Heather D. Coleman

Assistant Professor, Biology


Research Interests

Genetic and environmental control of cell wall formation, xylogenesis, plant biotechnology, molecular farming, functional genomics.




Education

  • Postdoctoral Fellow, Queensland University of Technology (2008-2011)
  • Ph.D., University of British Columbia (2008)




Courses

  • BIO 459/659: Plants and People
  • BIO 421: Biotechnology Capstone Seminar




Selected Publications

  • Poovaiah C, Bewg WP, Lan W, Ralph J, Coleman HD. (2016) Sugarcane transgenics expressing MYB transcription factors show improved glucose release. Biotechnology for Biofuels 9: 1-18.
  • Xiao Y, Poovaiah C, Coleman HD. (2016) Expression of Glycosyl Hydrolases in Lignocellulosic Feedstock: An Alternative for Affordable Cellulosic Ethanol Production. BioEnergy Research: 1-15.
  • Kinkema M, Geijskes J, deLucca P, Palupe A, Shand K, Coleman HD, Brinin A, Williams B, Sainz M, Dale J. (2015) Improved molecular tools for sugar cane biotechnology. Plant Molecular Biology, 84: 497-508.
  • Kinkema M, Harrison M, Geijskes J, Shand K, Coleman HD, Palupe A, Sainz M, Dale J. (2015) An improved chemically inducible gene switch that functions in the monocotyledonous plant sugar cane. Plant Molecular Biology, 84: 443-454.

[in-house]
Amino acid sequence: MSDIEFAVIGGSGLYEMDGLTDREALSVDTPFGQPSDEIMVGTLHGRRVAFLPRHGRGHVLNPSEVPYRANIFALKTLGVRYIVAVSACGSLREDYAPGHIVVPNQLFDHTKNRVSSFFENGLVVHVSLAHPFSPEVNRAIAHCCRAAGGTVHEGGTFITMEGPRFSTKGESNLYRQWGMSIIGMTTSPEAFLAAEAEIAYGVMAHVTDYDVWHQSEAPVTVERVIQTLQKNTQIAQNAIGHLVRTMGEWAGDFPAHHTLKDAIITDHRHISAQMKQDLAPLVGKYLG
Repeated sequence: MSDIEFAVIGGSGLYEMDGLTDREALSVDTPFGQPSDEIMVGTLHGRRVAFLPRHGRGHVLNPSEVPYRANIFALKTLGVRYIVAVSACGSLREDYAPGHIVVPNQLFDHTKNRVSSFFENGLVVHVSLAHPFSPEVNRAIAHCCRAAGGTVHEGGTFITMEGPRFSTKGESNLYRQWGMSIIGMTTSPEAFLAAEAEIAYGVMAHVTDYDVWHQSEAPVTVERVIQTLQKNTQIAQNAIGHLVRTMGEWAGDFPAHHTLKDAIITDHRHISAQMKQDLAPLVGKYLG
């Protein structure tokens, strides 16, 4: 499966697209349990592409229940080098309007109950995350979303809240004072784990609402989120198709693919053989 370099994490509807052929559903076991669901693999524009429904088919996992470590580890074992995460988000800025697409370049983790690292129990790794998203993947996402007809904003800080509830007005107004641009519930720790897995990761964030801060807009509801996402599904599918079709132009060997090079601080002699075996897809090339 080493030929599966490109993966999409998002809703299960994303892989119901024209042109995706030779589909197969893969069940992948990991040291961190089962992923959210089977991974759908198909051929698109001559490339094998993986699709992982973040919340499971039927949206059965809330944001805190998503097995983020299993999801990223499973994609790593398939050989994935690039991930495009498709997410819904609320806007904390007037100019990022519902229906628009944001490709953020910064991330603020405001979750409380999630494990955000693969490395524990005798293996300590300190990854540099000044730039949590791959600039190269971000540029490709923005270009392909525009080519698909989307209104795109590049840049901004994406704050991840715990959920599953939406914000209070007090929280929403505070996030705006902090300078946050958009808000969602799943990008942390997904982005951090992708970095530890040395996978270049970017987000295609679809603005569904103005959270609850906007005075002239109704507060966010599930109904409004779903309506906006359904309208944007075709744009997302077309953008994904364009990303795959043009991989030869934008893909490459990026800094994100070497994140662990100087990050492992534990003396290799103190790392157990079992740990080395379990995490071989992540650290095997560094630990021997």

• Ralph J, Akiyama T, Coleman HD, Mansfield SD. (2012) Effects on lignin structure of coumarate 3-hydroxylase downregulation in poplar. Bioenergy Research, 5: 1009-1019.
  • Coleman HD, Canovas FM, Man H, Kirby EG, Mansfield SD. (2012) Enhanced expression of glutamine synthetase (GS1a) confers altered fiber and wood chemistry in field grown poplar (Populus tremula x alba; 717-1B4). Plant Biotechnology Journal, 10: 883-889.
  • Coleman HD, Yan J, Mansfield SD. (2009) Sucrose synthase affects carbon partitioning to increase cellulose production and altered cell wall ultrastructure. Proceedings of the National Academy of Sciences, USA, 106: 13118-13123.




Research Spotlight

coleman.jpg

Research in the Coleman Lab focuses on understanding how plant cell walls are formed and the various internal and external factors which influence their characteristics, particularly in terms of composition and structure. The cell wall is important in plants for structure, support, defense and water transport, and from a human perspective influences the ways in which we can use plants as structural materials, food, fiber and fuel. We use poplar as a model system for this research. Current projects in the lab include the hyperexpression of cellulases in poplar and the investigation of the role that nitrogen metabolism plays in cell wall formation.